• http://www.thelibertypapers.org/2007/05/07/reparations-for-guam-insanity-squared/ Doug Mataconis

    UCrawford,

    You know, I was referring to Islam but I guess you could read what I wrote to refer to the U.S. in general. This isn’t all that different from the controversy that abounded when that artist in NY put a crucifix in a jar of urine. The difference being that he was never charged with a crime.

    You are right that Islam has a far less checked past than we’ve been led t believe, but a story like this strikes me as disturbingly similar to the Mohammed cartoons incident.

  • http://dangerouslyidealistic.blogspot.com/ UCrawford

    The Muslims weren’t responsible for turning the guy in, the university was as a form of political correctness trampling free speech. I’ll agree that many adherents of Islam are intolerant or violent proponents of totalitarian theocracy (although I feel the same about many adherents of Christianity, Judaism, Hindu, etc…). But in this case they’re pretty much blameless. The university, the state of New York, and the conservative pundits are the ones who violated the student’s right to free speech, not “Islam”.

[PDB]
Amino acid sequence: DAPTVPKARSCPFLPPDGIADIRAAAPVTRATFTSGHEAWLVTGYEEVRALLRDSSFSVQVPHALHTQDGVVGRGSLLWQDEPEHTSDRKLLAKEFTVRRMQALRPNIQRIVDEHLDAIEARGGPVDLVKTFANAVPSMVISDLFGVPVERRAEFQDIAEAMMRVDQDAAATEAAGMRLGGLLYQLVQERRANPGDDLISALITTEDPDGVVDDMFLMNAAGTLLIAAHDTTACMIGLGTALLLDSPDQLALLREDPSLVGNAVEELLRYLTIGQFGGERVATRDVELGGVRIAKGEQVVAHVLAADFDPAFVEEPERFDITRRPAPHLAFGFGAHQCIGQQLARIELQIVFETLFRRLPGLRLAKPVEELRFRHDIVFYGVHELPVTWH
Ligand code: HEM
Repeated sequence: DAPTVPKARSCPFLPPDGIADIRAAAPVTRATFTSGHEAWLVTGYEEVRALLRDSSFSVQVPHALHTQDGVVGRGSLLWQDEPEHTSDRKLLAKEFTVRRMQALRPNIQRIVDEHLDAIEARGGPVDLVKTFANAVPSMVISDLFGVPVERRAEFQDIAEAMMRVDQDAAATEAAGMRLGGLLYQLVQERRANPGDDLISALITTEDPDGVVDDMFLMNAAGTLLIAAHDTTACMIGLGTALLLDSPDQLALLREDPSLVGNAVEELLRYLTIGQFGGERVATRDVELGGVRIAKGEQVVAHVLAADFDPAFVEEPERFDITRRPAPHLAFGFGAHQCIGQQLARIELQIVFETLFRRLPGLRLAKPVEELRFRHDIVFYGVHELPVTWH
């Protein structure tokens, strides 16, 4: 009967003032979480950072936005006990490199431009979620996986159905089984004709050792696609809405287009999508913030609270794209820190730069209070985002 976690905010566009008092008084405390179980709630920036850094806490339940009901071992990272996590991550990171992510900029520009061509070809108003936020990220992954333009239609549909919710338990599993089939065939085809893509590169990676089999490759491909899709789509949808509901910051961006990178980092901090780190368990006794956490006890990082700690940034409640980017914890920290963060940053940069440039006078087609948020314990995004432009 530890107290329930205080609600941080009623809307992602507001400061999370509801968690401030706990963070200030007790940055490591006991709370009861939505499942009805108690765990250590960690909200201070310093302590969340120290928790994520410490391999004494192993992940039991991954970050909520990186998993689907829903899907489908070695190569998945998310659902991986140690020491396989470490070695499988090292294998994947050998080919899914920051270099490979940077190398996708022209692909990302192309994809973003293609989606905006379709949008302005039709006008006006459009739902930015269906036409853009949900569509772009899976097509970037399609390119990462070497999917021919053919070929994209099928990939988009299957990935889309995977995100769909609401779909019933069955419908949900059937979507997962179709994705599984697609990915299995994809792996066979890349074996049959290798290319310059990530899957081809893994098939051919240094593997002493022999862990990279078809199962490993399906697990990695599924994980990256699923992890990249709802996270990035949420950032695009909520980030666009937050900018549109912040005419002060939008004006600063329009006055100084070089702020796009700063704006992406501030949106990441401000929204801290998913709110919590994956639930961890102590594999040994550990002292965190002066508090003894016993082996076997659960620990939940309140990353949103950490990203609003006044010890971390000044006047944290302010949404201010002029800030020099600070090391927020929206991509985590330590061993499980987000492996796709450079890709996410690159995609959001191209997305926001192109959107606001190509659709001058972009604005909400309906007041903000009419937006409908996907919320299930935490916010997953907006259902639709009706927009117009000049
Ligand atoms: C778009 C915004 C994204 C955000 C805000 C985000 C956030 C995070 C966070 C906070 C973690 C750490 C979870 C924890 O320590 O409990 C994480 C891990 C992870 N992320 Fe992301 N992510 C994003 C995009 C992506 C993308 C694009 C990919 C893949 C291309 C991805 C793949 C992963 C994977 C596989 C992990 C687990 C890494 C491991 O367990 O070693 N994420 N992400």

And I’ll agree that Islam’s got a checkered past, same as any other religion. But its adherents are still people capable of thought and evolution, so I hardly think they or their religion are incapable of change. The Catholic church had a long history of crushing freedom in Western civilization back in the day, but we eventually had the Reformation and lo and behold the situation changed. Islam’s capable of the same sort of evolution, especially if we quit trying to interfere and dictate our preferences to them.

  • http://dangerouslyidealistic.blogspot.com/ UCrawford

    Although the guy did deserve to be prosecuted for trashing someone else’s copy of the Quran. Same as I would deserve to be prosecuted for spray painting swastikas or anarchy symbols on someone else’s house. The only thing that makes the treatment of the suspect distasteful is the “hate crime” aspect.

  • http://www.thelibertypapers.org/2007/05/07/reparations-for-guam-insanity-squared/ Doug Mataconis

    UCrawford,

    My understanding is that the pressure to charge him with a hate crime came from Muslim student groups, but I may be wrong about that.